And number two, we also were thinking we might not get a good spring break. And it looks like we're going to get something for spring break, which a lot of schools-- some schools canceled, but a lot of schools are in the middle of now and will be for the next few weeks.

And then Memorial Day weekend, we think we'll see the jail break that we've been forecasting would occur this summer with regularly 1.5 million to 1.6 million people traveling every day through the summer months before we see a downturn in September after Labor Day, which we would normally get. I think our view is a lot depends on what happens with companies going back to work and what happens with international travel and recovery to get back that million that you cited in your opening remarks about we're still down a million year-over-two, and the difference being business and-- and international travel.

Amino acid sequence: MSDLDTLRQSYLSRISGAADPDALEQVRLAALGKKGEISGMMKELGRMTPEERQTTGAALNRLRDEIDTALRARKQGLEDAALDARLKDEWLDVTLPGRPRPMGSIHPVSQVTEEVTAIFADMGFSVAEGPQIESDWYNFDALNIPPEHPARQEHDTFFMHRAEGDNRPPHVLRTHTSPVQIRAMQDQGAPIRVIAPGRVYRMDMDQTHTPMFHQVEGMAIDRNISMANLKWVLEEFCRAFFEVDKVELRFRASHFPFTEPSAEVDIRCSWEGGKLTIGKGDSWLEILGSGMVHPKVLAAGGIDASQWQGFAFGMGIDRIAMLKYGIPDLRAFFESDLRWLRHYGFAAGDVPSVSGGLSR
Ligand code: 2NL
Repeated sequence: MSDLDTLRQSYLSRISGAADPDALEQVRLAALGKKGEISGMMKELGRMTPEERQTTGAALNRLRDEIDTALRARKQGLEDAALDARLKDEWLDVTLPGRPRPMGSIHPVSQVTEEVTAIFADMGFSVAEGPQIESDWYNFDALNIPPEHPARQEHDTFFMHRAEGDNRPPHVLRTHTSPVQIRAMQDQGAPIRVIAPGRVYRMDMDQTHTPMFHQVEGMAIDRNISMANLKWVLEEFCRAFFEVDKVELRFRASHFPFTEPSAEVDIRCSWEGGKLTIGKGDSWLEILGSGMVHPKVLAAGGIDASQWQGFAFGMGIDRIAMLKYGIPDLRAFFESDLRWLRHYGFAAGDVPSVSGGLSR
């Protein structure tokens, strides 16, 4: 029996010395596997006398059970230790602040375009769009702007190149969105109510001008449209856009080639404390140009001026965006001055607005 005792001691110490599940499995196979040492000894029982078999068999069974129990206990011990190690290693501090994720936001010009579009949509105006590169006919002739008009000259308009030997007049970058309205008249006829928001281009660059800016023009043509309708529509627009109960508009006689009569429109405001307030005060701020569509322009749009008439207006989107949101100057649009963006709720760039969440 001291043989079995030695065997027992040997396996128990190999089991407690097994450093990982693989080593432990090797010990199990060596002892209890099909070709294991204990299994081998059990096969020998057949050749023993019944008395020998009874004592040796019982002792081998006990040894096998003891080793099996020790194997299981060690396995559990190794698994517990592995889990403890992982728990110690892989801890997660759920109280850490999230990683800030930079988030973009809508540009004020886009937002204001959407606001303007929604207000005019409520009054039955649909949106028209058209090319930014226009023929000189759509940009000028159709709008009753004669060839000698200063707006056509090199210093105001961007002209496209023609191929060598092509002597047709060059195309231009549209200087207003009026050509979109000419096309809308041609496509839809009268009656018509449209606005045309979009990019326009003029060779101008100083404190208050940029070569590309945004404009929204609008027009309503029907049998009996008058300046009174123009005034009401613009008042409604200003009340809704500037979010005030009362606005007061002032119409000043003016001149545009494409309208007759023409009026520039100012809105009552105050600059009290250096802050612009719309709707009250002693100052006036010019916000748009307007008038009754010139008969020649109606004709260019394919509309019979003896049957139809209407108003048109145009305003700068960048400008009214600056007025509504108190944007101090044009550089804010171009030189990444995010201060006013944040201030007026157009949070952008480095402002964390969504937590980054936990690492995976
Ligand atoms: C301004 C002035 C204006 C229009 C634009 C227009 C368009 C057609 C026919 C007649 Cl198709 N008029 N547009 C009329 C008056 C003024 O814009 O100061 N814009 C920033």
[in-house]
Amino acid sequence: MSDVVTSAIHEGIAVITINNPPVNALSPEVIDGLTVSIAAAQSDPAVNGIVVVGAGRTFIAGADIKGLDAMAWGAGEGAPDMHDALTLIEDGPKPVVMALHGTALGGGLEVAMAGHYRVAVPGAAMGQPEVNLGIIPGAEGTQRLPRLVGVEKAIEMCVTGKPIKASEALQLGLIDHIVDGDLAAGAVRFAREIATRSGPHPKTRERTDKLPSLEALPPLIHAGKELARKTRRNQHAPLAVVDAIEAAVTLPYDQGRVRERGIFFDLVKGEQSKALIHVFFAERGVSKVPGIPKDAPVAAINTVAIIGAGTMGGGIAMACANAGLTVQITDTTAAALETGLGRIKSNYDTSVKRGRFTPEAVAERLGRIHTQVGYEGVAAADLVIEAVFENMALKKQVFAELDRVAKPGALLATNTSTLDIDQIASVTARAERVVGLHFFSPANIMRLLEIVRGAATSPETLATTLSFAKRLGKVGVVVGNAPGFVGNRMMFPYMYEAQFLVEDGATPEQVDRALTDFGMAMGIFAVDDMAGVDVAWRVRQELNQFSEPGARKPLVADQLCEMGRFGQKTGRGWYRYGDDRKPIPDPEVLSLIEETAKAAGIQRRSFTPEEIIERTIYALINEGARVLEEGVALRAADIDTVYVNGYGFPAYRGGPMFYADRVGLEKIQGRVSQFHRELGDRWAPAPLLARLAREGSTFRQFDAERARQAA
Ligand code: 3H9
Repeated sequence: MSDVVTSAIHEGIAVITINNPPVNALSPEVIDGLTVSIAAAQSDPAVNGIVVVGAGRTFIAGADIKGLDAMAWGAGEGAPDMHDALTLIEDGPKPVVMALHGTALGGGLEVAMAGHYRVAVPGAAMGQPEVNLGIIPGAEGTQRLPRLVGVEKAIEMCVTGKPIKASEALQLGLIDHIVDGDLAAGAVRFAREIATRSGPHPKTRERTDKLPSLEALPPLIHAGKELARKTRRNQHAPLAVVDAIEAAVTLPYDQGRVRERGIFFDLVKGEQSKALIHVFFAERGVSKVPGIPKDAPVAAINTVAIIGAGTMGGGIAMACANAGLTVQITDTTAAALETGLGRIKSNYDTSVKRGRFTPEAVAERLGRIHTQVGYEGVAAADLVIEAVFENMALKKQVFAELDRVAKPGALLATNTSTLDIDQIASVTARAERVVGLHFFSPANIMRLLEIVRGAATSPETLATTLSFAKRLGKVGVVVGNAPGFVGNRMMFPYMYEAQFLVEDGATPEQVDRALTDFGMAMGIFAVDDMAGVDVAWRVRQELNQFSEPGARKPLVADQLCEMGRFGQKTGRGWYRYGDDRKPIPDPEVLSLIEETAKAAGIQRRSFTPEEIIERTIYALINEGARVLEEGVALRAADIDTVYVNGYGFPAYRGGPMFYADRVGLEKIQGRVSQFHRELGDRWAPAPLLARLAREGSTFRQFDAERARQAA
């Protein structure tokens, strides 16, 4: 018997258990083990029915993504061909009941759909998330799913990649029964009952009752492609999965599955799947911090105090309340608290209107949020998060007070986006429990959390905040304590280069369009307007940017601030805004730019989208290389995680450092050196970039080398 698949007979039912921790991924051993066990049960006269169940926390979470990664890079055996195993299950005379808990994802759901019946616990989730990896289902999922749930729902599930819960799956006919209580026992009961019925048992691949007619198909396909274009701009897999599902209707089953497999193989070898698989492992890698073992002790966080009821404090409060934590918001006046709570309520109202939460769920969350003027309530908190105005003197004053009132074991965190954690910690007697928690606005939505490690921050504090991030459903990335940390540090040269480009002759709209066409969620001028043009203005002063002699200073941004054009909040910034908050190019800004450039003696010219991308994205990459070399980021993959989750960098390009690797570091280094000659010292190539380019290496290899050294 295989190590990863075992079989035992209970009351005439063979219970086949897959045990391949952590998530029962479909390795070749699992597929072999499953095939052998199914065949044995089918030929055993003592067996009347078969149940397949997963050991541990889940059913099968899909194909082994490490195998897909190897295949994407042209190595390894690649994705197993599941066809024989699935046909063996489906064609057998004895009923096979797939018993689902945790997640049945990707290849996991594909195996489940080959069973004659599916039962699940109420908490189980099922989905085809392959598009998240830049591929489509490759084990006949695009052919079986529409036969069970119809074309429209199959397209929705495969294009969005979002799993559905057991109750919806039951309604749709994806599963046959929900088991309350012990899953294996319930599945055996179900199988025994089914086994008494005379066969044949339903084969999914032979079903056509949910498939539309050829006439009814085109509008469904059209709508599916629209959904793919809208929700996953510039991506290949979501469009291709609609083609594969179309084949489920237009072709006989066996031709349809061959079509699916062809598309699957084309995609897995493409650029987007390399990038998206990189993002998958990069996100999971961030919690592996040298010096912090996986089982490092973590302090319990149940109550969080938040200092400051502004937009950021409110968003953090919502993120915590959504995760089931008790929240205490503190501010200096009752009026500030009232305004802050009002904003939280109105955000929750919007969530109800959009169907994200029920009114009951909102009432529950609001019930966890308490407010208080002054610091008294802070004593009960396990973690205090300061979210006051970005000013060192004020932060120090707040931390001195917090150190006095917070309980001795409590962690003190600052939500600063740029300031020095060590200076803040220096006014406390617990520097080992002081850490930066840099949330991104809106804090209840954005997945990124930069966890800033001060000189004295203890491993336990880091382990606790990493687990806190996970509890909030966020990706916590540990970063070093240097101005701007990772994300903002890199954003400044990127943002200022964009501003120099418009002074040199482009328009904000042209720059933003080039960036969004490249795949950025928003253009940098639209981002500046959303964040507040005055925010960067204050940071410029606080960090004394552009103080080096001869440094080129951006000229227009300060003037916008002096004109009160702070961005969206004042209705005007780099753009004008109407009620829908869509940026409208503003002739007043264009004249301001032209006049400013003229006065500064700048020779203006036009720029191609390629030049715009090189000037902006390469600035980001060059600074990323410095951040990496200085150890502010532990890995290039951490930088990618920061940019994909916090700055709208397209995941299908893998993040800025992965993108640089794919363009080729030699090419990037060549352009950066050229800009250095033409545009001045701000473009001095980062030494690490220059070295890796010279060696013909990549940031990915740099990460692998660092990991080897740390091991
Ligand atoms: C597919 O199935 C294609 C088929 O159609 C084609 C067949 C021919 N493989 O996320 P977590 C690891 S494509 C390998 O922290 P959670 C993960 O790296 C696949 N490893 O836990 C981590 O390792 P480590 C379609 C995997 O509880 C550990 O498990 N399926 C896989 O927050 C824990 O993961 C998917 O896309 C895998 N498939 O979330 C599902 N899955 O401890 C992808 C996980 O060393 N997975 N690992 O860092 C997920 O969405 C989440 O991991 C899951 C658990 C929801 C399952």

EMILY MCCORMICK: Helane, this is Emily. I wanted to highlight, actually, a data point from Bank of America last week, and they noted that Bank of America card spending on airlines was up on a year-over-year basis starting March 12 for the first time since the start of the pandemic. But it is still down when we compare that to 2019. And I'm wondering, based on your own data and your own research, when do you really see things starting to get back up year-- or year-over-year when it comes to 2019, so up over two years?